Are we, then, to fall back on the real or imagined revelations and traditions of the past, and to endeavor to find in them some foothold of assurance; or are we to wait till further progress in science may have cleared up some of the present mysteries? Whatever may be said of the former alternative, all honest students of science will unite with me in the admission that the latter is hopeless. We need not seek to belittle the magnificent triumphs of modern science. They have been real and stupendous. But it is of their very nature to conduct us to ultimate facts and laws of which science can give no explanation; and the further we push our inquiries the more insuperably does the wall of mystery rise before us. It is true we can furnish the materials for philosophical speculations which may be built on scientific facts and principles; but these are in their nature uncertain, and must constantly change as knowledge advances. They can not solve for us the great practical problems of our origin and destiny.
In these circumstances no apology is needed for a thorough and careful inquiry into those foundations of religious belief which rest on the idea of a revelation of origins and destinies made to man from without, and on which we may build the superstructure of a rational religion, giving guidance for the present and hope for the future. In the following pages I propose to enter upon so much of this subject as relates to the origin and earliest history of the world, in so far as these are treated of in the Bible and in the traditions of the more ancient nations; and this with reference to the present standpoint of science in relation to these questions.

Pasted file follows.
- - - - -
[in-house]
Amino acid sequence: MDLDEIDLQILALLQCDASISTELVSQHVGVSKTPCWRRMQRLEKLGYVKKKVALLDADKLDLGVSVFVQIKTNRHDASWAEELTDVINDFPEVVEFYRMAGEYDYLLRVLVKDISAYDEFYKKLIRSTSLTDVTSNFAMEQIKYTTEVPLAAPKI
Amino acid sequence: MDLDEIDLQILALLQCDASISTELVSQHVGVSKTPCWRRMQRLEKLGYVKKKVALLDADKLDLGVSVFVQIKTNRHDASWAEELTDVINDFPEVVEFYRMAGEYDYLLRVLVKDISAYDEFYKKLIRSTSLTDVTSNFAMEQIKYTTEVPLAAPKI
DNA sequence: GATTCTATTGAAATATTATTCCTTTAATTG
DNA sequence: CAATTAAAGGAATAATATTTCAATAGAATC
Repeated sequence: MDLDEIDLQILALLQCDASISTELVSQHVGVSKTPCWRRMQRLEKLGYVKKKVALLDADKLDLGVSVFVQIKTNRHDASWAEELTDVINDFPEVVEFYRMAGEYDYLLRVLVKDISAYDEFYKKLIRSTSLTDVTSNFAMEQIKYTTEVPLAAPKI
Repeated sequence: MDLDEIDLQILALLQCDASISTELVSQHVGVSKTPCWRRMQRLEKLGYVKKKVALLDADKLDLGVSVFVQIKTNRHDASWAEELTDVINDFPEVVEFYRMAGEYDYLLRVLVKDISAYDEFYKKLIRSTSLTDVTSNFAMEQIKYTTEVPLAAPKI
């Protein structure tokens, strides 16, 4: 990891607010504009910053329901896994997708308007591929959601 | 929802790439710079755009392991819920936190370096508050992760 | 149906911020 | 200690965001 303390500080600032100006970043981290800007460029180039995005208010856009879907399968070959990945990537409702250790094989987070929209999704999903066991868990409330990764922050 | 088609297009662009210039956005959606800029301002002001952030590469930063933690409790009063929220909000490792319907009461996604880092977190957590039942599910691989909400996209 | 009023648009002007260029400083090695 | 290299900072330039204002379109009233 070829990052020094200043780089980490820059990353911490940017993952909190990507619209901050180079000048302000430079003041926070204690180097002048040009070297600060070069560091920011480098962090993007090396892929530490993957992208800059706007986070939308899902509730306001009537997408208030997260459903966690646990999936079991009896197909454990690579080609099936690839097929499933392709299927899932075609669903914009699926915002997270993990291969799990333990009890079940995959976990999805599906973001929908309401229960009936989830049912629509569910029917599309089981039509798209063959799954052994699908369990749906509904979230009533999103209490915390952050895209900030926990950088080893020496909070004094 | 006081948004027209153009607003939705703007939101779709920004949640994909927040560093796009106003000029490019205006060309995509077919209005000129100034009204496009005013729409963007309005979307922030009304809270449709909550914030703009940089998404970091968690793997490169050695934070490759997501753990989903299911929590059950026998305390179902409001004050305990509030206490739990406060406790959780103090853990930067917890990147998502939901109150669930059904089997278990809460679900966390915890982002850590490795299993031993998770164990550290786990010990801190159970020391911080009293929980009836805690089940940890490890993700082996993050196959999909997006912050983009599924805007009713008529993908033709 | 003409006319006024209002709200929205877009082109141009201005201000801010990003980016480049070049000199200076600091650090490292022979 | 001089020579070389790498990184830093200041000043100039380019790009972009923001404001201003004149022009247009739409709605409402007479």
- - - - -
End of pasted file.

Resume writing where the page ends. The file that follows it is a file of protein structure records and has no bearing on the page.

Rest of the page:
All this is eminently applicable to science in its relation to agnostic speculations. The material of the physical and natural sciences consists of facts ascertained by the evidence of our senses, and for which we depend on the truthfulness of those senses and the stability of external nature. Science proceeds, by comparison of these facts and by inductive reasoning, to arrange them under certain general expressions or laws. So far all is merely physical, and need have no connection with our origin or destiny or relation to higher powers. But we ourselves are a part of the nature which we study; and we cannot study it without more or less thinking our own thoughts into it. Thus we naturally begin to inquire as to origins and first causes, and as to the source of the energy and order which we perceive; and to these questions the human mind demands some answer, either actual or speculative. But here we enter into the domain of religious thought, or that which relates to a power or powers beyond and above nature. Whatever forms our thoughts on such subjects may take, these depend, not directly on the facts of science, but on the reaction of our minds on these facts. They are truly anthropomorphic. It has been well said that it is as idle to inquire as to the origin of such religious ideas as to inquire as to the origin of hunger and thirst. Given the man, they must necessarily exist. Now, whatever form these philosophical or religious ideas may take—whether that of Agnosticism or Pantheism or Theism—science, properly so called, has no right to be either praised or blamed. Its material may be used, but the structure is the work of the artificer himself.